Roxy Theatre

Winner – Award of Excellence in Urban Architecture & People’s Choice Award (2023 Edmonton Urban Design Awards)

The original Roxy Theatre, lost to fire in 2015, was deeply embedded in Edmonton’s theatre scene and an anchor of the 124th Street community. Memories recall lineups snaking down the block, an over-crowded lobby spilling onto the street and restaurants packed with audience members anticipating a show or glowing in its aftermath. The design of the new theatre celebrates these memories and reinforces the theatre’s relationship to public space.

The rebuilt theatre occupies the same narrow site, presenting an urban design challenge to maximize the impact of limited street frontage while designing for inward-focused theatre spaces. Massing is tallest at the rear to accommodate the stage and catwalk, descending towards the street in a platonic wedge that concentrates the building’s formal energy at the public interface. A generous overhang protects and enhances this pedestrian-oriented space, taking advantage of zoning allowances for overhead construction above city-owned sidewalks. White stucco cladding references the international style of its predecessor, while anticipating future development of neighbouring properties.

An operable glass wall at grade creates a flexible, permeable connection to the public sidewalk, supporting direct access to the lobby in temperate conditions and offering views to gallery walls inside. A subtle transition from sidewalk to polished concrete floor reinforces the lobby as an extension of the streetscape.

The prized second-level frontage is occupied by the rehearsal hall; large windows create a public-facing proscenium where glimpses of upcoming performances are broadcast to the street. Specially selected window blinds double as rear projection screens that further animate the facade.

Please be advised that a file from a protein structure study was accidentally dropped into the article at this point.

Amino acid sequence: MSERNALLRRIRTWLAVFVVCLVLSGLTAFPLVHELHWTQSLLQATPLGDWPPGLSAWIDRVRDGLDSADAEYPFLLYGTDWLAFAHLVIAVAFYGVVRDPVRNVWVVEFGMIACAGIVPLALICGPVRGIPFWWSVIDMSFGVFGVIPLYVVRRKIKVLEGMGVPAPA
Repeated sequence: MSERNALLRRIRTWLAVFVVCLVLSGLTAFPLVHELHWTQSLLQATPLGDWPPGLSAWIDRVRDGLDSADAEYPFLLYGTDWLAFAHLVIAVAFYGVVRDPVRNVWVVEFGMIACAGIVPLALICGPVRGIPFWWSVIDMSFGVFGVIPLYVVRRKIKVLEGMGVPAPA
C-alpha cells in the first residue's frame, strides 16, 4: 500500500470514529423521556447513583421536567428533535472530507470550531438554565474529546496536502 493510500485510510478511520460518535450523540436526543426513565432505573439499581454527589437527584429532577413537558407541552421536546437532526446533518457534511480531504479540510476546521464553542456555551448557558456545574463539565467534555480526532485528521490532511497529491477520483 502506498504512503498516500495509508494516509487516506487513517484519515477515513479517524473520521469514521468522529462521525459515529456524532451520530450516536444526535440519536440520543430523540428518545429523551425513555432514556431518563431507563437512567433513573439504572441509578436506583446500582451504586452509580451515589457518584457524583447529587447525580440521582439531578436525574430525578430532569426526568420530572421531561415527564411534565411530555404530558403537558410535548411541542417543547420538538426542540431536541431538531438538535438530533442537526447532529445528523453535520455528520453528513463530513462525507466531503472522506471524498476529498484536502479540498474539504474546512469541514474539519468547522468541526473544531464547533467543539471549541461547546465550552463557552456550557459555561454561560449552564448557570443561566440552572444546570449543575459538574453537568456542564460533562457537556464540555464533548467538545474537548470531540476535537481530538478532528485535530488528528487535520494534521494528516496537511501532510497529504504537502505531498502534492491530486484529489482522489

The iconic sign reaches skyward to the maximum allowable building height; its warm yellow glow visible from afar signals the return of a cultural hub. Bigger and bolder, it is resolutely dedicated to the memory of its predecessor; broken shards recovered from the debris allowed for an exact colour match.

In a city where the urban fabric changes quickly the enduring legacy of this sign is an invaluable tool to recast a part of Edmonton’s story.

A rebuildable city is embraced by developing performance spaces and galleries that anticipate and promote the growth of Edmonton’s arts scene. White stucco walls and a radius corner reference the heritage of the original Roxy’s 1930s international aesthetic, while black-glazed brick is a metaphor for the fire that led to its demise. The design strives to catalyze and converge the city’s creative arts with a fertile hub for local theatre.


Edmonton, AB